Instead, Clark, as Mother Superior, gets all the best facial expressions, and uses them well to raise herself slightly above the proceedings at hand. She conveys fatigue at the ways of the world as well as the ways of her church in “Haven’t Got a Prayer.” And she rolls her eyes not just at Deloris and her un-worshipful behavior, but at the absurdity of the whole shebang. And in the process, she nearly steals the show.

Deloris of course transforms the choir from a bunch of dullards into a glitter-clad, disco-balled, A Chorus Line-inspired bunch of Village People, which brightens the production and makes it irresistibly fun. And the speed with which this adaptation moves means that it takes Deloris very little time to improve the nuns’ performance and to transmute them into a crowd-pleasing, money-raising spectacle.

Sister Act’s jokes are predictable but still amusing, as is the nuns’ newly invigorated singing. Peppered throughout are amusing gay and Jewish jokes (Yiddish, one of the nuns explains to another, is the language of performers; and the couple trying to buy the church are two gay men who decide to save the order when they fall in love with the singing).  Sister Act is a lot like Shrek (the film and the production); it works on two levels at once, offering a different set of laughs for the queer and Jewish cognoscenti (and we knew who we were by who was heard hooting when).

The show’s penultimate number is a female duet to “Sister Act,” sung by Deloris and Mother Superior, which makes it seem slightly queer.  Ultimately, they’re the couple who reconciles by the musical’s end, instead of the straight opposites whom musicals more typically bring together (as Stacy Wolf—FS2—argues so persuasively in Changed for Good:  A Feminist History of the Broadway Musical).

Likewise, Sister Act’s representations of masculinity are savvier than the tired plot and retread film story would lead you to expect.  As Eddie Souther, Chester Gregory plays the self-effacing, aw-shucks Daniel Breaker role (Gregory even looks a bit like Breaker).  Souther, who knew Deloris in high school, always broke out into a sweat around her (hence his “Sweaty Eddie” moniker). Gregory gets some laughs from drenched arm pit sight gags, but his performance is sweet as he both comes to Deloris’s rescue and manages to be rather hapless about his own authority.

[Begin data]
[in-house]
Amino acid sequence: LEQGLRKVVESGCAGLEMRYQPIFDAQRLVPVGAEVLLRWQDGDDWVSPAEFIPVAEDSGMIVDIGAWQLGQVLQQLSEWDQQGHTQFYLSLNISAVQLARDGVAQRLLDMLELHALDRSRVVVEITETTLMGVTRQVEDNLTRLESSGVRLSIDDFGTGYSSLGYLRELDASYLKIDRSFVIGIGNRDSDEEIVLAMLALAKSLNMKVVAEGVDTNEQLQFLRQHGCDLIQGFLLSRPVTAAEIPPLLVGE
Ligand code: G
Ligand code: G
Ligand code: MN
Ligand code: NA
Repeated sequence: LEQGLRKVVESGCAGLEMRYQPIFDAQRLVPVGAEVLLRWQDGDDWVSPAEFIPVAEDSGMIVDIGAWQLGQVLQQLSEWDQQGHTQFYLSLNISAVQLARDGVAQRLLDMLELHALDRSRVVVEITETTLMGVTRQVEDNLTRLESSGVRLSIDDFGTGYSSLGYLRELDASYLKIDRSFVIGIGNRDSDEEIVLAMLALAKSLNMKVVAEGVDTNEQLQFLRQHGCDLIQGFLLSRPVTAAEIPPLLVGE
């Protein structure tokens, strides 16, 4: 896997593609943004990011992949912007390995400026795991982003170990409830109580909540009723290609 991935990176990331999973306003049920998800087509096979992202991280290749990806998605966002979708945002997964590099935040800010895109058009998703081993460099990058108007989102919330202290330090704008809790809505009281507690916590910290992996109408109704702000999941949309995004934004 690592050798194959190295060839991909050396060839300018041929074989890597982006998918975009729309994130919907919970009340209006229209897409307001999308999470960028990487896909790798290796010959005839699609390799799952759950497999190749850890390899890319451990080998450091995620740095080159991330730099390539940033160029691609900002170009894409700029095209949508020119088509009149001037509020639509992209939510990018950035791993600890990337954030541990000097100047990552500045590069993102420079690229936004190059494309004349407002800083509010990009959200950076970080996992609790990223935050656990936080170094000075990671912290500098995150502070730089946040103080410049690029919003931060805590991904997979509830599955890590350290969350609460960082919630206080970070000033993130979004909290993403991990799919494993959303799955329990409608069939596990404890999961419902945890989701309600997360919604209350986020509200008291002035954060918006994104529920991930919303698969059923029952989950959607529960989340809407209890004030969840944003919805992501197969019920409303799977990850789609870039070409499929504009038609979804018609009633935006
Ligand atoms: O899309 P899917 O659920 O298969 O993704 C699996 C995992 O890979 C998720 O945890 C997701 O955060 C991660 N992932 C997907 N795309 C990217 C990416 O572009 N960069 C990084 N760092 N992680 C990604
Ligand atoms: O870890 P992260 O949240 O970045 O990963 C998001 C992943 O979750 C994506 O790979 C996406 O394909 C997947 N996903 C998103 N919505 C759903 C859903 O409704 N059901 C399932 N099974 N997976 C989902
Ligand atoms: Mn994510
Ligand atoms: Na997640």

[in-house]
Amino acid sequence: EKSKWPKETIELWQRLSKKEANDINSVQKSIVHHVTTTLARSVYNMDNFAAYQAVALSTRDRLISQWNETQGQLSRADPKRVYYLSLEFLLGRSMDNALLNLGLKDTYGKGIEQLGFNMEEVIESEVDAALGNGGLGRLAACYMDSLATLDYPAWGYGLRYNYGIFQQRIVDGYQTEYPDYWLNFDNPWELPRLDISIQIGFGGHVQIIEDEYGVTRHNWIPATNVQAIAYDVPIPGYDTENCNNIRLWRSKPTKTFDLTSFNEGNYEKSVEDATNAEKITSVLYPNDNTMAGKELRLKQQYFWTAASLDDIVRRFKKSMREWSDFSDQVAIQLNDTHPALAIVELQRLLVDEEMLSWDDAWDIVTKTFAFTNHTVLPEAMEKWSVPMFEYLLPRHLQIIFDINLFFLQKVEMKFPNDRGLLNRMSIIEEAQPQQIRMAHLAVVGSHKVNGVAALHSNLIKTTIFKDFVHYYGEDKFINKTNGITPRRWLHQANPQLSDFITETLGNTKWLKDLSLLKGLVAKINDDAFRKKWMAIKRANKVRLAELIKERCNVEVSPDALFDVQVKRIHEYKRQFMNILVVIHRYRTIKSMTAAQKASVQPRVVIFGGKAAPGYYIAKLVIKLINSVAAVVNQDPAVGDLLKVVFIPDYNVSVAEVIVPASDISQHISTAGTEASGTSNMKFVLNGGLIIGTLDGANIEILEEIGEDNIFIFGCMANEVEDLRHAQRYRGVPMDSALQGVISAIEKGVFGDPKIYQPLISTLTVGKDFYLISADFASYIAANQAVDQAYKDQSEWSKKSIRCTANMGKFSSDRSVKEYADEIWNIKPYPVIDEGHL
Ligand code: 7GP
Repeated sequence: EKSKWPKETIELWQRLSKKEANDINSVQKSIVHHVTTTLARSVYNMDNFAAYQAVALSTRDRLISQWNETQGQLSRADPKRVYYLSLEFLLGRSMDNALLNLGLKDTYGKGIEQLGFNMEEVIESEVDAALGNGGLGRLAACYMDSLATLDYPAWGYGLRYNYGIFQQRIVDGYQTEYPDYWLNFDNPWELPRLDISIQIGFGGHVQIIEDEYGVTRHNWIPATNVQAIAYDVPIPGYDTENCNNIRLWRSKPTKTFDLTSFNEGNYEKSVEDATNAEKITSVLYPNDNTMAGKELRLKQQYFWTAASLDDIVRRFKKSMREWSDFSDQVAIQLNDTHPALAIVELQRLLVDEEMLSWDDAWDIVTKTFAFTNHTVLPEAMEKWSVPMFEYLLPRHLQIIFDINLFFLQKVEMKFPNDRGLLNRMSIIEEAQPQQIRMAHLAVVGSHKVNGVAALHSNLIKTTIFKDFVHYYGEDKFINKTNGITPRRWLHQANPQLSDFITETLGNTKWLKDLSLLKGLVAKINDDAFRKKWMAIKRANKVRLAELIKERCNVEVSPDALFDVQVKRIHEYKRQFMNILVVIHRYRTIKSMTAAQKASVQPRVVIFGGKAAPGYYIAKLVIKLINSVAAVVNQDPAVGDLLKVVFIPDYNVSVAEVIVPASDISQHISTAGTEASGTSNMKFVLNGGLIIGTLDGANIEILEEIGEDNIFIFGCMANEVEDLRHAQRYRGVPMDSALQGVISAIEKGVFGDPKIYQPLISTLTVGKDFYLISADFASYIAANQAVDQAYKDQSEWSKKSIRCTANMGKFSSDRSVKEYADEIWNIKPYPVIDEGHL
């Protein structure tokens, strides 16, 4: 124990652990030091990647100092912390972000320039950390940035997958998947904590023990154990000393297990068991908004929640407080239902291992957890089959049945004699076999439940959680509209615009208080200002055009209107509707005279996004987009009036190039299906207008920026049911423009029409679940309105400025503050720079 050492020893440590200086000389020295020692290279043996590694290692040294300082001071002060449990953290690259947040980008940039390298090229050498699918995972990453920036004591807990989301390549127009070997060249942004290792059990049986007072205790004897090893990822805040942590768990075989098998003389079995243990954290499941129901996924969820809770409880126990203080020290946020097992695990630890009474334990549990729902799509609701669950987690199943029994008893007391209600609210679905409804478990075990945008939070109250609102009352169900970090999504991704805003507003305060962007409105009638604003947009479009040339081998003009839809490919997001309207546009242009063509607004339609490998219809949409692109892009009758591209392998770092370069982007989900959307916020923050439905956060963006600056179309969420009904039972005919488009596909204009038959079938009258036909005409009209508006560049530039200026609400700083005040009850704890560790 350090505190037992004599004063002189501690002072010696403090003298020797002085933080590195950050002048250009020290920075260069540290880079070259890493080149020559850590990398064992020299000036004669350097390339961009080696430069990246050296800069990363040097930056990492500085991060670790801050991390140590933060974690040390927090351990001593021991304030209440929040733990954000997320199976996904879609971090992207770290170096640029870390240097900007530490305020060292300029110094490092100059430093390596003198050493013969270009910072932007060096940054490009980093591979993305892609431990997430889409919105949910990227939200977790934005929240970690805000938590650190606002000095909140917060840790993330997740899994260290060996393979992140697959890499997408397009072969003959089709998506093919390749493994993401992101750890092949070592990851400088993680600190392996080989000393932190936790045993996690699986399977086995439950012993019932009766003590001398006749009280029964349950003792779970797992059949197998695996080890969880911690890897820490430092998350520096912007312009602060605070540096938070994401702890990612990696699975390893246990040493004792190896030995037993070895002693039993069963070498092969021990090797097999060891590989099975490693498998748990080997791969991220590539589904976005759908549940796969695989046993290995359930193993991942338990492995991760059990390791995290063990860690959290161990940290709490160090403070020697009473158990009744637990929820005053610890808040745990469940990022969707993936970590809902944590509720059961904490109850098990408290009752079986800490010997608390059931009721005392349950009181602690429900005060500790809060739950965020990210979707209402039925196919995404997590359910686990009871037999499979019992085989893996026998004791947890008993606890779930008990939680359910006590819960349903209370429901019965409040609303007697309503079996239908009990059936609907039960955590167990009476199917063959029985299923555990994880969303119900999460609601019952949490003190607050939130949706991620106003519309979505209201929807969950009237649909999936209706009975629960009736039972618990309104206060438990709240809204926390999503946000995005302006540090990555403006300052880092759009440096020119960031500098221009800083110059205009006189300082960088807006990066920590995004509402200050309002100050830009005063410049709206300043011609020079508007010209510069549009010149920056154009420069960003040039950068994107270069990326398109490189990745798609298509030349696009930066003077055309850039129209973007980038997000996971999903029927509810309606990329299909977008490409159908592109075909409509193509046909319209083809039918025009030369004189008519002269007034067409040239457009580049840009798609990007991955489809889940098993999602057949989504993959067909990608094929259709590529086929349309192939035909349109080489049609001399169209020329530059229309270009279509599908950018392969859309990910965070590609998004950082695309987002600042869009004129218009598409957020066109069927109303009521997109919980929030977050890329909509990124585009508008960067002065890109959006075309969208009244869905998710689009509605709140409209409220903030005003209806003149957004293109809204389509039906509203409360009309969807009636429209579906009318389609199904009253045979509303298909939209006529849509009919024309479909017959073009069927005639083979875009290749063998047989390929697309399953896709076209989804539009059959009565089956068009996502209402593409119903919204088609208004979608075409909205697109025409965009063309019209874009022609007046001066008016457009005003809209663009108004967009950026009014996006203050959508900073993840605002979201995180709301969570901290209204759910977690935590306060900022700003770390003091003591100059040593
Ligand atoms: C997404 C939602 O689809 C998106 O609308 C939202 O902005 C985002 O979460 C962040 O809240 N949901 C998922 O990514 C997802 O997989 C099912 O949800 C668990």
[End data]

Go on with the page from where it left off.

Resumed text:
Even the erstwhile villain, Curtis (Kingsley Leggs), is defanged by Deloris’s proud resistance to his intimidation.  Only Demond Green, as TJ, does a weird, rather retrograde turn as Curtis’s stupid-but-good-hearted nephew.  Green plays the character as a Tracy Morgan knock-off; given Morgan’s recent homophobic remarks, the performance seems less benign than it’s meant to be.

Sister Act aims to be a crowd-pleaser, and that it did.  Everyone around us was delighted as they stood for the curtain call.  (“I haven’t seen anything this good since Jersey Boys,” one woman told us happily.)  But still, like SpidermanSister Act on stage can only point to its own lumbering liveness.  The triumphal song and dance numbers are great fun, but the production is filled with furniture and things that move on and off with the revolve center stage.  They only serve to remind the audience of how time-inefficient and laden with stuff theatre like this can be.

On the other hand, in one of the show’s best moments, Eddie, in his number “I Could be That Guy,” imagines himself transformed from the schleppy police officer he is into an African American John Travolta in Saturday Night Fever, replete with white suit, high pointed finger, and cocky canted leg.  Walking through a sort of Skid Row, Eddie is surrounded by “bums” who, at the appropriate moment, rip off his police uniform to reveal a version of Tony Manaro’s dancing outfit.  And then as the dream ends, the bums rip off that layer to reveal his old police getup underneath.  His transformations happen so deftly, they really do look like magic.

The exhilarating, old-fashioned kind of stage magic, that is.  The kind that’s the best.

The Feminist Spectator

Link to orignal post on Blogspot.